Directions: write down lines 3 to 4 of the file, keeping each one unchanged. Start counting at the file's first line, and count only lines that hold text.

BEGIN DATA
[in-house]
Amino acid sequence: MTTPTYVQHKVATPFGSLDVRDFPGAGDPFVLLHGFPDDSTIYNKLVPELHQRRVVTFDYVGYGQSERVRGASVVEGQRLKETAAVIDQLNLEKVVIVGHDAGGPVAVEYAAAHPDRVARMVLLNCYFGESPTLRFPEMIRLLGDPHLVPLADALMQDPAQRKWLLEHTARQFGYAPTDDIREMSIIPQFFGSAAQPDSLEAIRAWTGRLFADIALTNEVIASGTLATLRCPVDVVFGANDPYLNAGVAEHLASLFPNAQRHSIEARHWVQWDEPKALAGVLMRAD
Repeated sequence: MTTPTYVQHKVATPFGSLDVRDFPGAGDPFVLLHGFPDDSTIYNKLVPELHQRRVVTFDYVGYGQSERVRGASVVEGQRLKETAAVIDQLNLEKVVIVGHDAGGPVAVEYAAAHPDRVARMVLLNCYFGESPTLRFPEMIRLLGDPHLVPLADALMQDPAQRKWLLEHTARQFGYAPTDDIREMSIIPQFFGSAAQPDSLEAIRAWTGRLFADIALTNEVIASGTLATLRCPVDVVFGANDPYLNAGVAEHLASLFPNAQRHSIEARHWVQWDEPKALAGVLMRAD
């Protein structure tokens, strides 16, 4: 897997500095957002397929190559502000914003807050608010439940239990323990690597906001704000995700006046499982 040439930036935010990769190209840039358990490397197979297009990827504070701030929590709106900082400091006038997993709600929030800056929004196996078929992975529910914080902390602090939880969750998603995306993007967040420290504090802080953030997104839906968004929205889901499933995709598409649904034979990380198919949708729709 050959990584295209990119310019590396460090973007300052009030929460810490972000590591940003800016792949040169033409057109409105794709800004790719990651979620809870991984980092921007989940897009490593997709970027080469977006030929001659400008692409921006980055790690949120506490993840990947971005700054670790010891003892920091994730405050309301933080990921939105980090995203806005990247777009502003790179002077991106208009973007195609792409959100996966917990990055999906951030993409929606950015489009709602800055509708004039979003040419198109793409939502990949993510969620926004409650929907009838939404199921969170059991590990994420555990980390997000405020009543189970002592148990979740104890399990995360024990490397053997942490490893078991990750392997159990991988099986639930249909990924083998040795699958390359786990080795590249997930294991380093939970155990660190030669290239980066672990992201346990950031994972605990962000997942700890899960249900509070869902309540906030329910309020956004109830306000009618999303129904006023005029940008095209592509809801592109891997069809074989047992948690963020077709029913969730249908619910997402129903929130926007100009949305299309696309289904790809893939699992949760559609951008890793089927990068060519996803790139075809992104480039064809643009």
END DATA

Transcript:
Repeated sequence: MTTPTYVQHKVATPFGSLDVRDFPGAGDPFVLLHGFPDDSTIYNKLVPELHQRRVVTFDYVGYGQSERVRGASVVEGQRLKETAAVIDQLNLEKVVIVGHDAGGPVAVEYAAAHPDRVARMVLLNCYFGESPTLRFPEMIRLLGDPHLVPLADALMQDPAQRKWLLEHTARQFGYAPTDDIREMSIIPQFFGSAAQPDSLEAIRAWTGRLFADIALTNEVIASGTLATLRCPVDVVFGANDPYLNAGVAEHLASLFPNAQRHSIEARHWVQWDEPKALAGVLMRAD
């Protein structure tokens, strides 16, 4: 897997500095957002397929190559502000914003807050608010439940239990323990690597906001704000995700006046499982 040439930036935010990769190209840039358990490397197979297009990827504070701030929590709106900082400091006038997993709600929030800056929004196996078929992975529910914080902390602090939880969750998603995306993007967040420290504090802080953030997104839906968004929205889901499933995709598409649904034979990380198919949708729709 050959990584295209990119310019590396460090973007300052009030929460810490972000590591940003800016792949040169033409057109409105794709800004790719990651979620809870991984980092921007989940897009490593997709970027080469977006030929001659400008692409921006980055790690949120506490993840990947971005700054670790010891003892920091994730405050309301933080990921939105980090995203806005990247777009502003790179002077991106208009973007195609792409959100996966917990990055999906951030993409929606950015489009709602800055509708004039979003040419198109793409939502990949993510969620926004409650929907009838939404199921969170059991590990994420555990980390997000405020009543189970002592148990979740104890399990995360024990490397053997942490490893078991990750392997159990991988099986639930249909990924083998040795699958390359786990080795590249997930294991380093939970155990660190030669290239980066672990992201346990950031994972605990962000997942700890899960249900509070869902309540906030329910309020956004109830306000009618999303129904006023005029940008095209592509809801592109891997069809074989047992948690963020077709029913969730249908619910997402129903929130926007100009949305299309696309289904790809893939699992949760559609951008890793089927990068060519996803790139075809992104480039064809643009």